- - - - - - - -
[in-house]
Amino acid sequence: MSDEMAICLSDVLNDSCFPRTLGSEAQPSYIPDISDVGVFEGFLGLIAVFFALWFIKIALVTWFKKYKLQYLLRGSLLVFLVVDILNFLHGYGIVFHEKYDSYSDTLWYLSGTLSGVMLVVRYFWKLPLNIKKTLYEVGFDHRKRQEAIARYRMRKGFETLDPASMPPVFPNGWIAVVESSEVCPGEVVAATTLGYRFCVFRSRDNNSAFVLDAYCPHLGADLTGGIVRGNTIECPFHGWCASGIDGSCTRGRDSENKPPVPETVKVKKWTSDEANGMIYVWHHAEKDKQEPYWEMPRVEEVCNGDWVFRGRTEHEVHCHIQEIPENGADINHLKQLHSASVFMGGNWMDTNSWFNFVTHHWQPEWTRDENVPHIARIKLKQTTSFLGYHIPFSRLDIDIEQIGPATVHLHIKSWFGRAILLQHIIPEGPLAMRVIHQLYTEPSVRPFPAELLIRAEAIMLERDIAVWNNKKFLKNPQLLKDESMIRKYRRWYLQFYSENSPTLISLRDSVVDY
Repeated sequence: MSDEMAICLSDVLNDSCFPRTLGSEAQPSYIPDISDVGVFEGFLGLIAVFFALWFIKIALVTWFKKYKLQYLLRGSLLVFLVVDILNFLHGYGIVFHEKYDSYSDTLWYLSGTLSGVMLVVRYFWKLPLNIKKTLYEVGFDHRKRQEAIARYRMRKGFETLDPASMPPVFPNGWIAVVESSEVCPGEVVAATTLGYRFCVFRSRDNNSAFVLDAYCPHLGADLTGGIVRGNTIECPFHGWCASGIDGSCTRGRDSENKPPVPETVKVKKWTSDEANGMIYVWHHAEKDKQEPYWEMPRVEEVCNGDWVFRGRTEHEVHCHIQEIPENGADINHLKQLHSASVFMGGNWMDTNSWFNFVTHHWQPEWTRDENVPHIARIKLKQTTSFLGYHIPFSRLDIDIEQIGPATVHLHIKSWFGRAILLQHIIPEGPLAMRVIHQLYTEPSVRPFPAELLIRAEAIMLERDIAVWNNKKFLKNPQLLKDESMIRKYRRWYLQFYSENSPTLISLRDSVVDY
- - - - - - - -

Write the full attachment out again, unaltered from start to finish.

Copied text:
[in-house]
Amino acid sequence: MSDEMAICLSDVLNDSCFPRTLGSEAQPSYIPDISDVGVFEGFLGLIAVFFALWFIKIALVTWFKKYKLQYLLRGSLLVFLVVDILNFLHGYGIVFHEKYDSYSDTLWYLSGTLSGVMLVVRYFWKLPLNIKKTLYEVGFDHRKRQEAIARYRMRKGFETLDPASMPPVFPNGWIAVVESSEVCPGEVVAATTLGYRFCVFRSRDNNSAFVLDAYCPHLGADLTGGIVRGNTIECPFHGWCASGIDGSCTRGRDSENKPPVPETVKVKKWTSDEANGMIYVWHHAEKDKQEPYWEMPRVEEVCNGDWVFRGRTEHEVHCHIQEIPENGADINHLKQLHSASVFMGGNWMDTNSWFNFVTHHWQPEWTRDENVPHIARIKLKQTTSFLGYHIPFSRLDIDIEQIGPATVHLHIKSWFGRAILLQHIIPEGPLAMRVIHQLYTEPSVRPFPAELLIRAEAIMLERDIAVWNNKKFLKNPQLLKDESMIRKYRRWYLQFYSENSPTLISLRDSVVDY
Repeated sequence: MSDEMAICLSDVLNDSCFPRTLGSEAQPSYIPDISDVGVFEGFLGLIAVFFALWFIKIALVTWFKKYKLQYLLRGSLLVFLVVDILNFLHGYGIVFHEKYDSYSDTLWYLSGTLSGVMLVVRYFWKLPLNIKKTLYEVGFDHRKRQEAIARYRMRKGFETLDPASMPPVFPNGWIAVVESSEVCPGEVVAATTLGYRFCVFRSRDNNSAFVLDAYCPHLGADLTGGIVRGNTIECPFHGWCASGIDGSCTRGRDSENKPPVPETVKVKKWTSDEANGMIYVWHHAEKDKQEPYWEMPRVEEVCNGDWVFRGRTEHEVHCHIQEIPENGADINHLKQLHSASVFMGGNWMDTNSWFNFVTHHWQPEWTRDENVPHIARIKLKQTTSFLGYHIPFSRLDIDIEQIGPATVHLHIKSWFGRAILLQHIIPEGPLAMRVIHQLYTEPSVRPFPAELLIRAEAIMLERDIAVWNNKKFLKNPQLLKDESMIRKYRRWYLQFYSENSPTLISLRDSVVDY